Every time someone asks me, “What’s that?” there’s about a 70 percent chance I know exactly what they’re referring to. It’s my PopSocket, the bizarre circular device sticking out of the back of my phone that, also 70 percent of the time, I am busy fidgeting with.
There is such a thing as “journalistic ethics” wherein I should probably not reveal my extreme personal bias about PopSockets in the process of writing an article about them, but reader, I must do so anyway. I love PopSockets. I pity my former self who existed for more than a decade with a cellphone without a PopSocket. My life is separated into two eras: pre-PopSocket and post-PopSocket, and the latter is far, far superior.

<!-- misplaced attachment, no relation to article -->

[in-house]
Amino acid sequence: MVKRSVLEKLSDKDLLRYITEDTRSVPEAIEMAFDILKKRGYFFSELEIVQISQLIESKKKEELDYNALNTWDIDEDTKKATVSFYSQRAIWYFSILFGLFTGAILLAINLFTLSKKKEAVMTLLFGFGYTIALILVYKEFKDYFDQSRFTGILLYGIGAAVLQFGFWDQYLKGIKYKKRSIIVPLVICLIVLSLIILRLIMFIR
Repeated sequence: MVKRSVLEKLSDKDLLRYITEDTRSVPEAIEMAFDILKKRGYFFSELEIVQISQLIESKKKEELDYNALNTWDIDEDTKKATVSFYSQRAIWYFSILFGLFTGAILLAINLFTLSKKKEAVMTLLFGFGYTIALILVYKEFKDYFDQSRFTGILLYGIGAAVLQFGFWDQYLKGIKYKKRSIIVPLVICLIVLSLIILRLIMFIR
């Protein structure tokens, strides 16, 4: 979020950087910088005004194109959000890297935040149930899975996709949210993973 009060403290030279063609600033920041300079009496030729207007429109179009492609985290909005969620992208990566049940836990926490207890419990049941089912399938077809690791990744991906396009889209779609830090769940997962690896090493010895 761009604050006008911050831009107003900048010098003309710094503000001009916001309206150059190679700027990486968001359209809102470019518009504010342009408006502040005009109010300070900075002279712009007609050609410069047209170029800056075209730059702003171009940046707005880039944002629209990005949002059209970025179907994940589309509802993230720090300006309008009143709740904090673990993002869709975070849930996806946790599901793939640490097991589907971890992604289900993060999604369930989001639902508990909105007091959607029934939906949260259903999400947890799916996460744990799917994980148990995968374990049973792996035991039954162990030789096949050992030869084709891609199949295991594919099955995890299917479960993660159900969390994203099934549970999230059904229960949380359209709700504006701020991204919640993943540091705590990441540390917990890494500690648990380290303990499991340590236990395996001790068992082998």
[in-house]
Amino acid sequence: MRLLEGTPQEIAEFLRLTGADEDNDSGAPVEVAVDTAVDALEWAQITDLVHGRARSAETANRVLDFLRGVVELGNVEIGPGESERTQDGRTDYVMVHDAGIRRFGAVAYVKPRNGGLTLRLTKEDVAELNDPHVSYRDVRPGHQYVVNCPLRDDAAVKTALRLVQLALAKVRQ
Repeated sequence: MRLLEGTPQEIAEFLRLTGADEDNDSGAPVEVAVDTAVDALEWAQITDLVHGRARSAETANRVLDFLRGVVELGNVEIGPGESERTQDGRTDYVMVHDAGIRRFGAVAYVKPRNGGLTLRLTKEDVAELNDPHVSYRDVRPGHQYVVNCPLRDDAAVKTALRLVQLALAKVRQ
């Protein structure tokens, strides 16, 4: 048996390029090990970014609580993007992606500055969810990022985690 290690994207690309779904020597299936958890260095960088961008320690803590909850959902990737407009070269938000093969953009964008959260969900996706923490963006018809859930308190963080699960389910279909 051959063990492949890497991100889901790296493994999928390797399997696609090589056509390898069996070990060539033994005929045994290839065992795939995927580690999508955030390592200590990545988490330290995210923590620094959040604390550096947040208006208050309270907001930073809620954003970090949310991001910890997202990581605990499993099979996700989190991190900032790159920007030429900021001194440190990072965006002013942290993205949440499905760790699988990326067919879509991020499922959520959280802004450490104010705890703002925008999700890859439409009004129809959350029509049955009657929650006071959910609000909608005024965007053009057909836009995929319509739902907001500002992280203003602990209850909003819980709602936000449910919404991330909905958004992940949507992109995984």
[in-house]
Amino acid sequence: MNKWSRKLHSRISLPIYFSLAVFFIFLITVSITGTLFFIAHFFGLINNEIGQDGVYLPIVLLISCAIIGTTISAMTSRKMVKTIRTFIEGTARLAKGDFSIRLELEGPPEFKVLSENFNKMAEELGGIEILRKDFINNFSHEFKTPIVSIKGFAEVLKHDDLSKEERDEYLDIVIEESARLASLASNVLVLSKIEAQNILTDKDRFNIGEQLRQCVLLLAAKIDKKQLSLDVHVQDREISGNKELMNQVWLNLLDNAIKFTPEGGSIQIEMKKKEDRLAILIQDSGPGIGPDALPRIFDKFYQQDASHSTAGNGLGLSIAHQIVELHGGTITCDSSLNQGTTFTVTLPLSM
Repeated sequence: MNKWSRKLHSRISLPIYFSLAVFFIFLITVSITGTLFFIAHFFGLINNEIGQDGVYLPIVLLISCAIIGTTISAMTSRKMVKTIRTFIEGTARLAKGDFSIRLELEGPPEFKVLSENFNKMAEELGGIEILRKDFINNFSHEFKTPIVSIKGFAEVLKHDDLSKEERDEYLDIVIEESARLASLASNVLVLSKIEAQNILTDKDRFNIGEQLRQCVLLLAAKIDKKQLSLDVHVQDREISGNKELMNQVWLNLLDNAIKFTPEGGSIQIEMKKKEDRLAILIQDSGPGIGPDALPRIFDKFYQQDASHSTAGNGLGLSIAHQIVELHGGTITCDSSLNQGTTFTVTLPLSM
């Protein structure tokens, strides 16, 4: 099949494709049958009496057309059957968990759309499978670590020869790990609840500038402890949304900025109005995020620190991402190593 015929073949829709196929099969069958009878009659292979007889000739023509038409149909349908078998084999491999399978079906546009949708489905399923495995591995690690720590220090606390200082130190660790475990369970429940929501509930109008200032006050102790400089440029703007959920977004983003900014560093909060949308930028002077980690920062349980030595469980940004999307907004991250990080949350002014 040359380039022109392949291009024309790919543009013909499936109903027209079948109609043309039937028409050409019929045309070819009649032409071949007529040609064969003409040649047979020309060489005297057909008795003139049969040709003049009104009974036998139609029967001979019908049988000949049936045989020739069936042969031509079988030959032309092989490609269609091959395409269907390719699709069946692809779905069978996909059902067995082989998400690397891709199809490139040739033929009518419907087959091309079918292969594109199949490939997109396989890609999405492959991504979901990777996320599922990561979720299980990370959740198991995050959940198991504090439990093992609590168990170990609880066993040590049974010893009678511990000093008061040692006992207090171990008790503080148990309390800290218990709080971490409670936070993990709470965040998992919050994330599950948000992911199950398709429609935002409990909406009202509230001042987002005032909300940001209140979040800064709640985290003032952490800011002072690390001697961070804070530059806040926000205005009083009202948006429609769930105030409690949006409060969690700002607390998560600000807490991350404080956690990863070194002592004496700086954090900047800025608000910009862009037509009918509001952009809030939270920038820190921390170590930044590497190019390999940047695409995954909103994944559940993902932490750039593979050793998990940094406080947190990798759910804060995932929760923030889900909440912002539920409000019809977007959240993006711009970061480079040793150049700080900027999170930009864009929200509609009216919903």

I am also not alone in this: Start a conversation with any PopSocket haver, which I have done many times over, and they will almost always seem far too enthusiastic about a piece of plastic that costs less than $10 than they should. That is, until you experience the joy of a PopSocket yourself and become one of them.
The story of PopSockets is this: In 2010, David Barnett was a philosophy professor at the University of Colorado Boulder who was sick of his iPhone headphone cord getting tangled up in his pocket. He attempted a few DIY methods, but the problem was that they remained protruding from the back of his phone, and realized he needed to create an accordion mechanism to collapse it back in. Half a million dollars from local investors, a large insurance payout after a wildfire destroyed his home, and a Kickstarter campaign later, PopSockets was born.